Comments of such a political nature from Mr Evans would normally make headlines, but they passed silently amid the maelstrom of news about stock markets plummeting, Australia’s dollar dropping to 11-year lows, and fears of the coronavirus outbreak reaching pandemic levels.
However, if we understand what Mr Evans is talking about then we’ll better appreciate this week’s economic data.
The Reserve Bank is meeting to discuss interest rates on Tuesday, GDP data will come out on Wednesday, and retail sales figures will come out on Friday.
What’s happening in the economy?
Australia’s inflation rate is running at about 1.8 per cent (very low), the unemployment rate is 5.3 per cent (too high), and the economy is growing slowly at 1.7 per cent.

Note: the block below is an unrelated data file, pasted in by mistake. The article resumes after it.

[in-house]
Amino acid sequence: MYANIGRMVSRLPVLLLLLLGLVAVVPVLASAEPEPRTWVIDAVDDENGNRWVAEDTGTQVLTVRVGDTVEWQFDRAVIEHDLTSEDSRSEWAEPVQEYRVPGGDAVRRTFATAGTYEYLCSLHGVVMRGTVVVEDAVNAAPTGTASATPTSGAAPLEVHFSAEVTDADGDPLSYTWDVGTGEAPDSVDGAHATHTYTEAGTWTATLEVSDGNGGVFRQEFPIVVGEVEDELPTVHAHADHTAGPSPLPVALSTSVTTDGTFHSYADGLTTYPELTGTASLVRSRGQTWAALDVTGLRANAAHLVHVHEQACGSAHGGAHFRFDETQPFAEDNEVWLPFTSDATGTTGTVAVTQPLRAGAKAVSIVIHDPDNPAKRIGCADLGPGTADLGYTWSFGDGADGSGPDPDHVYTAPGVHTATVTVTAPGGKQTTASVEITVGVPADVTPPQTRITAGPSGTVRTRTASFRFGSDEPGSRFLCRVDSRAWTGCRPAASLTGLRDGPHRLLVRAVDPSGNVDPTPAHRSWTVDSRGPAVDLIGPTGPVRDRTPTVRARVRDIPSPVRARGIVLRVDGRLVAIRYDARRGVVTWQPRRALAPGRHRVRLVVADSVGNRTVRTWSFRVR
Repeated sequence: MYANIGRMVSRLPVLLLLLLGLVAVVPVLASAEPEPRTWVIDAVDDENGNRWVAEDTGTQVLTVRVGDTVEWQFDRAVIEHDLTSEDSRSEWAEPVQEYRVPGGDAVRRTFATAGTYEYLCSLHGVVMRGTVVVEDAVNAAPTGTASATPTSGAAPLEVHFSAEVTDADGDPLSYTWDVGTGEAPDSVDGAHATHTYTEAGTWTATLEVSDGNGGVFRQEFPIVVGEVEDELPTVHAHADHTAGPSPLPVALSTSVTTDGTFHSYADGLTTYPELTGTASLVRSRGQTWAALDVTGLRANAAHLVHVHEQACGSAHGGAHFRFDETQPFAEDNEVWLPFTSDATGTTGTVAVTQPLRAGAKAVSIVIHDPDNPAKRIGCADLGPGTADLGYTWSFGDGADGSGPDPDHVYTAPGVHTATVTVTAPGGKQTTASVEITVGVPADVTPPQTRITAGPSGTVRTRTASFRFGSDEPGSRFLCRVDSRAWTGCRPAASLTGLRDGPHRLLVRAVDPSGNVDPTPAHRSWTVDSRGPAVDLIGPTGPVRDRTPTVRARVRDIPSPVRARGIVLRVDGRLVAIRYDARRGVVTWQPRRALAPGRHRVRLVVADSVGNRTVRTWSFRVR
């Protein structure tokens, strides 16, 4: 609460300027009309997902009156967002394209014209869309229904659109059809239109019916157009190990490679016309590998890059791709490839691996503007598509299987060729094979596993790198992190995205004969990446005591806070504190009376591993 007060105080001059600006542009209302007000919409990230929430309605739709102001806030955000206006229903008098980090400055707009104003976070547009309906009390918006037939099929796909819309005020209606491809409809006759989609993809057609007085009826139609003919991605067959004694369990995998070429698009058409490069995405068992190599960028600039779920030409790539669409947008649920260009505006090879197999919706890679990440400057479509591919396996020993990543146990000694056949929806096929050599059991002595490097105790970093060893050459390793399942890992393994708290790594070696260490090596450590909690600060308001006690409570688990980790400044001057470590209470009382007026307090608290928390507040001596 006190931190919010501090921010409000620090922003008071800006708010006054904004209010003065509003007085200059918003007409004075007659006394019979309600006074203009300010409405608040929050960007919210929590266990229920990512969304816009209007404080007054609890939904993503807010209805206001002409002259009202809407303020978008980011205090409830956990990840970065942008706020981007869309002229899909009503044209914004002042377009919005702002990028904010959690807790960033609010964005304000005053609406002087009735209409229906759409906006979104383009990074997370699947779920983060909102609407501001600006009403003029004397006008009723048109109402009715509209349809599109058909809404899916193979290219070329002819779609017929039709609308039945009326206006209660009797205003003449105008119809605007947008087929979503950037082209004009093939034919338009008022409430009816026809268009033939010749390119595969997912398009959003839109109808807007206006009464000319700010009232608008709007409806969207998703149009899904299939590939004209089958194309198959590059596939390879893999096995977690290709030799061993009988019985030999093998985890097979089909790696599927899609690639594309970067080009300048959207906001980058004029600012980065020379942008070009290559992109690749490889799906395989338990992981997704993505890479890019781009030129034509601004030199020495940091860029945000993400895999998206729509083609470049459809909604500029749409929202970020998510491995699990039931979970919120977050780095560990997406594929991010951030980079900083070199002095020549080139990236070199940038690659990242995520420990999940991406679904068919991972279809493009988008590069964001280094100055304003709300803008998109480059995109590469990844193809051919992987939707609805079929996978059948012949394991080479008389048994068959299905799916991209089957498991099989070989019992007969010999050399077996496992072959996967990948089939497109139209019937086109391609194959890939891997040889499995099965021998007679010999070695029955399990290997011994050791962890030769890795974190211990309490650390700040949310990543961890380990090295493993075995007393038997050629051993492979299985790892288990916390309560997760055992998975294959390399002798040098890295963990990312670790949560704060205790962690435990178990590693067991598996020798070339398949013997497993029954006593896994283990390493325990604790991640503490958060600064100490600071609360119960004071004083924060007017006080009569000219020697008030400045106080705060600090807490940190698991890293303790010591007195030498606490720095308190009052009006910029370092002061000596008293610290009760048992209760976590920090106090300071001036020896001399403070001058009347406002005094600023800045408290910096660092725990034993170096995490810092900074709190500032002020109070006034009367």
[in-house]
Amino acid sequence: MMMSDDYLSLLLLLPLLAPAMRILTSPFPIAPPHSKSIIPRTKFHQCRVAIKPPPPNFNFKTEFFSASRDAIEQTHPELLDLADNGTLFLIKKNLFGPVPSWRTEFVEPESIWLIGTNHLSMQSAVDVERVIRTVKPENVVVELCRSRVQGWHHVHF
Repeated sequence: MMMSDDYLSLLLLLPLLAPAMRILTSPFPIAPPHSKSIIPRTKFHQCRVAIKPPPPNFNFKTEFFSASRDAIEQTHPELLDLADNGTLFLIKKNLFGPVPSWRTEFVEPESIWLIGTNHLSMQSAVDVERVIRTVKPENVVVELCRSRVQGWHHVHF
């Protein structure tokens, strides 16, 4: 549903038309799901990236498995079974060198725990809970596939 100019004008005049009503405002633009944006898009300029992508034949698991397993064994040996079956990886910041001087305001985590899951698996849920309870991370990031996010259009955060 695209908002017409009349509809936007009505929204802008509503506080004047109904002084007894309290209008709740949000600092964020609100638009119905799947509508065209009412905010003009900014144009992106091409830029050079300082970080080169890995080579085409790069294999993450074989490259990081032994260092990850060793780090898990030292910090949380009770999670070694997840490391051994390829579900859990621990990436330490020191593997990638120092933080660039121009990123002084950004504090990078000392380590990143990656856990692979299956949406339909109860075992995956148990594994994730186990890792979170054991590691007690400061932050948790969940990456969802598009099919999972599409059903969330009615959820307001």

The Reserve Bank aims to have inflation sitting at about 2.5 per cent on average over the medium term, and it thinks the unemployment rate needs to drop to 4.5 per cent (at least) for inflation to start picking up.
Economists call that “sweet spot” for the unemployment rate the non-accelerating inflation rate of unemployment, or NAIRU.
When Mr Evans talks about the NAIRU being too high, that’s what he’s talking about.
He thinks Australia’s unemployment rate needs to drop significantly for inflation to move in the direction the RBA wants.
What’s required for the unemployment rate to drop significantly? Economic growth.
But where will that economic growth come from when the Reserve Bank has already cut the official interest rate to a record-low 0.75 per cent, leaving it with little firepower to kickstart growth without inflating asset prices?
It’s a conundrum